The Art of Doodling Part III: Develop Creativity through a Sketchbook Habit | Cathy Wu | Skillshare

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The Art of Doodling Part III: Develop Creativity through a Sketchbook Habit

teacher avatar Cathy Wu, Freelance designer & illustrator

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Taught by industry leaders & working professionals
Topics include illustration, design, photography, and more

Watch this class and thousands more

Get unlimited access to every class
Taught by industry leaders & working professionals
Topics include illustration, design, photography, and more

Lessons in This Class

    • 1.



    • 2.

      About the Project


    • 3.

      Material Prep


    • 4.

      Mental Mindset


    • 5.



    • 6.



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About This Class

Keeping a sketchbook is a great way to develop your creativity. Whether you are looking to practice drawing, discover your style, explore new techniques, or keep an idea log, a sketchbook habit is sure to further your progress and expand your overall creative thinking. We will be going over tips and tools to help you start and keep a sketchbook and put those into practice by creating one sketch a day for a week. This class is for all levels of artists, no previous experience is necessary – join us in the journey!

Meet Your Teacher

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Cathy Wu

Freelance designer & illustrator


Cathy Wu is a freelance designer and illustrator based in Seattle, WA. Along with working as a UX/visual designer for tech startups, her passion for illustration has spurred on many independent ventures such as her etsy shop, Itscathywu ( You can also find more of her work at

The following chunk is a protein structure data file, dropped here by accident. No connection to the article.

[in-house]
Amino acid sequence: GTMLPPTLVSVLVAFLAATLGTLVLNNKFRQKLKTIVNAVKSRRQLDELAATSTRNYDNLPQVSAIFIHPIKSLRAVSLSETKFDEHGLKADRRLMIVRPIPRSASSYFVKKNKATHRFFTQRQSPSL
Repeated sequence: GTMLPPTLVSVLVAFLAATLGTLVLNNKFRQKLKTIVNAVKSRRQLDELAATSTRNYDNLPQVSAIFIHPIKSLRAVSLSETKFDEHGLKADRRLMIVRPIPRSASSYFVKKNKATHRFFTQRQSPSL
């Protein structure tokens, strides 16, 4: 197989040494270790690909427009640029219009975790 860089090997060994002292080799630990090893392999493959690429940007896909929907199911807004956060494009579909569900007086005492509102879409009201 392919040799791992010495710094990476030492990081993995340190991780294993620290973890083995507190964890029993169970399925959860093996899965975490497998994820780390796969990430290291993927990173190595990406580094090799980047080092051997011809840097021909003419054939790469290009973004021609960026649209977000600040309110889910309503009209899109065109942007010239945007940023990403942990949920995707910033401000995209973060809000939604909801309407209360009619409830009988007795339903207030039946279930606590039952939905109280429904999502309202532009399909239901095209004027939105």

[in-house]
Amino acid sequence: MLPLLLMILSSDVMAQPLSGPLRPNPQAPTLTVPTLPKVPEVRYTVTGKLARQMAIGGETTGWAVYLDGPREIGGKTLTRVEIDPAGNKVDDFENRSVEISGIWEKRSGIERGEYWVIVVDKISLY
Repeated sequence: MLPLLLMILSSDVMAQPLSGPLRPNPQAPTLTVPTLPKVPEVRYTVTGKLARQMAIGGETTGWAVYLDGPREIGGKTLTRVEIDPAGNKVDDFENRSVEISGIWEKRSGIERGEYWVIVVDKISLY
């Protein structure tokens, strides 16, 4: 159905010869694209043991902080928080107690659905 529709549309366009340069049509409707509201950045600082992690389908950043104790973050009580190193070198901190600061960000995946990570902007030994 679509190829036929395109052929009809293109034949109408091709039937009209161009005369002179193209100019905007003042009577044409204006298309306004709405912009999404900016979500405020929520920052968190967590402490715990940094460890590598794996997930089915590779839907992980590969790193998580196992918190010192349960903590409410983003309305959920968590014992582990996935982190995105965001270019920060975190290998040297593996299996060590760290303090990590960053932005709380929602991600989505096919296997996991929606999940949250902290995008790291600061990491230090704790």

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1. Introduction: welcome to the auto due in part three. Developing creativity there is. There are so many benefits for keeping a sketchbook whether you work in a creative field already or just started to explore your creative side as loss, having you doctor your life thoughts, they could help develop style, experience zero growth and progress over time and have a place to store your ideas. Inspirations in this class will be going over some tips to get in the habit of sketching and practicing together by starting a sketchbook and drawing today for a holy by the end of this class, you will have started a sketchbook. Have confidence and ideas for how to continue it even stuck and be ready to further expand your creative. I hope you'll join us. Can't wait to see what you create. 2. About the Project: the project for this class will be you to start a sketchbook and draw in it every day for a week. Through this week of drawing exercises, we will be tackling to common roadblocks to keeping a sketchbook. The first is getting in the habit, and the second is not having ideas or not knowing what to draw. So by drawing every day, we will help me get part of our daily routine and will be sketching from a list of reusable prompts that I'll be providing so we will never be in a place of running out of ideas. You're welcome to come with your own prompt as well well, firstly, going over us and sketch preparation materials as well as mental prep that will set you up for success and then go through each of the daily prompts and give some ideas of different ways. You can use them 3. Material Prep: It doesn't take much to start a sketchbook, but I just want to show you guys what I typically use. Allergies. A notebook that's big enough to draw comfortably in, but also small enough to carry around everywhere. I also like it to be blank, unlined and unrated pages inside for writing utensils. I usually carry around a pencil, and a couple of fine depends. Those are my basics. And if I want to be a little fancier, I'll also use Tom bullpens. Sometimes you can use whatever you like these air just to give you some ideas, but the point is, you really don't need much or anything too fancy. 4. Mental Mindset: just as important as physical materials is your mental preparation. So there are four things to remember when sketch booking The first thing is to be intentional with setting aside time to draw. It helps you to build a habit, even if you just put aside five minutes a day for drawing. Just having that consistency will help to build the habit. The second thing to remember is quantity over quality, and I know usually people say quality over quantity. But in this case, when it comes to brainstorming and coming up with ideas, the more ideas you can get out in a short amount of time, the quicker you can get two more original ideas rather than spending a lot of time on just one idea. Number three, it helps to have a list of prompt or topics to choose from. That way, you don't have to feel like you're starting from scratch every time or have no idea where to start. And having some structure for where to start helps make starting a lot less intimating. And finally, um, just be observant throughout your day for ideas, things that make you laugh, things that you could maybe incorporate into your sketches. And you'd be surprised how much inspirations already around you in your normal everyday life 5. Prompts: so I'll be going over each of the daily prompts and ways you can use them as well as examples of ways that I've used them in the past. I chose a mixture of words and drawings because sometimes sketching doesn't necessarily have to be pictures and words can be illustrated as well. The first prompt is to draw the highlight of the day. What was something memorable from that day? It can be things like hanging out with a friend, some kind of accomplishment, something funny that happened that day. A couple examples from me. This was something that I thought was funny. A friend of mine wanted Teoh hang out with a bunch of us on a Saturday night, do something fun together, something spontaneous, and we really couldn't think of anything and ended up just going to McDonalds and eating. Another highlight was just a simple, nacho happy art with a friend, and that was something that I drew in my sketchbook as well. The second prompt is writing phrases or notes. These can be class or meeting notes. A lot of times I'll take notes in my sketchbook for meetings and just try to make them as visually interesting. It's possible, and a lot of times I come with interesting ways to draw things while taking notes in meetings. It can also be song lyrics or quotes that have kind of caught your attention recently and can be really fun. Things to use prompts to draw in your sketchbook. A couple examples from me This is a song lyric that I heard it was just interesting and caught my attention. I wasn't really sure what it meant, and I decided to write it. Here are a couple examples of notes I've taken at things like conferences and sermons and talks, and so I can't be as sketchbook entries as well, because I always try to sketch out visuals of the things that I'm hearing while I'm writing and listening Props. Number three is to draw an observation so this can be something that you see were observed in a coffee shop or maybe interesting people you notice on the bus or a flower or plant while you're taking a walk that you just kind of observe and can draw, and it doesn't even have to be something interesting like sometimes I just look around me and pick the first thing that I see and I'll just draw it or I'll just think of, um, I'll observe the situation I'm in and just draw that out. So one example is I was observing that the weather that day was pretty weird. It was sunny in the morning and then it rained, and then it was sunny again. And then the forecast said there would be thunderstorms. So, observing that I sort of drew out this little illustration of, uh, me throughout the day in various weather, another one is just this sketch from vacation. I was visiting an island, and just through the view from where I was sitting prom Number four is to think of one word to sort of sum up or describe the day. This can also be a really good way to just reflect on your day and think about how it was overall, Um, yeah, so it could be any kind of word. It doesn't necessarily have to be an adjective. It could be a noun verb. Um, you can be creative with that. So a couple of my samples one is this word. Ah ha. And I think that day I had and ah ha moment. And that was something that really stuck out to me and really sort of to find my day. This one grateful I wrote on Thanksgiving because I was thinking about things that I was grateful for and felt like that summed up the day pretty well, too. The fifth prompt is to draw out a conversation that you have or that you overheard. So it's you can draw it out in sort of a comic book style exchange or just something that shows what happened in the conversation, using the conversation as inspiration for your drawing. So for me, I, like, draw out in a comic style. So in this one, I I had a conversation with the braced at the coffee shop about a drink that he made up. And this one, um, this was a conversation between my roommates that I thought was funny, and I wanted to document an illustration. Trump number six. I thought you had. This is another sort of reflective, prompt, um, sometimes like to think about what I've been thinking about and write down some of those thoughts, and it could be something serious, lighthearted, random. There was there was a point where I really like to at the end of the day, sort of draw right out. Um, a word cloud of what kind of thoughts I had that day and things I thought about more would be larger in the cloud. And then other topics that have been floated through my mind would be smaller. And that was pretty interesting to see what been going through your mind. I also like Teoh, um, sort of illustrate thoughts or write out thoughts that I have written in my journal. Sometimes there are a lot of interesting things there. My first example is this phrase that I said to my college roommate when I was really stressed out and I ended up writing it down and adding an illustration. Another example is a perfect storm. There was a situation in my life where I felt like a perfect storm. Felt like the best way for me to kind describe the situation. And so I wrote that down the seventh and final prompt, which I really like, is to draw how you felt. So rather than describing how you feel illustrating it, and it can be either a very literal illustration, maybe a facial expression that shows how you felt Or, um, like an analogy or a metaphor for how you felt. One example I have is me standing on an iceberg, and the feeling that I'm illustrating here is the feeling of being trapped from all sides and not really knowing where to go. This other example is when I was feeling very tired and in need of a lot of coffee, and I think this one is a little more self explanatory than the other example, but yeah, so I hope this helps in giving you some ideas of ways that you can use and reuse thes daily prompts in different ways. And now it's your turn to run with them and be creative and good luck on your week of sketching. 6. Conclusion: congratulations on starting your sketchbook. I hope you have fun with the process and are happy with what you created. As you continue withdrawing, it will help you be more observant. It'll help give you a reason to create regularly. Help you reflect with day document your thoughts, memories, styled time. There's just so many things that for me personally, I learned through sketchbook to start experimenting with different materials and different types of pence. I also learned that I've really enjoyed drawing comics, which I previously didn't really think I knew how to do good at, but they're just trying it in my sketchbook. I kind of figured it out and realize that really enjoyed it and started trying to improve on it. Look forward to seeing your projects in the gallery and you've enjoyed taking this class.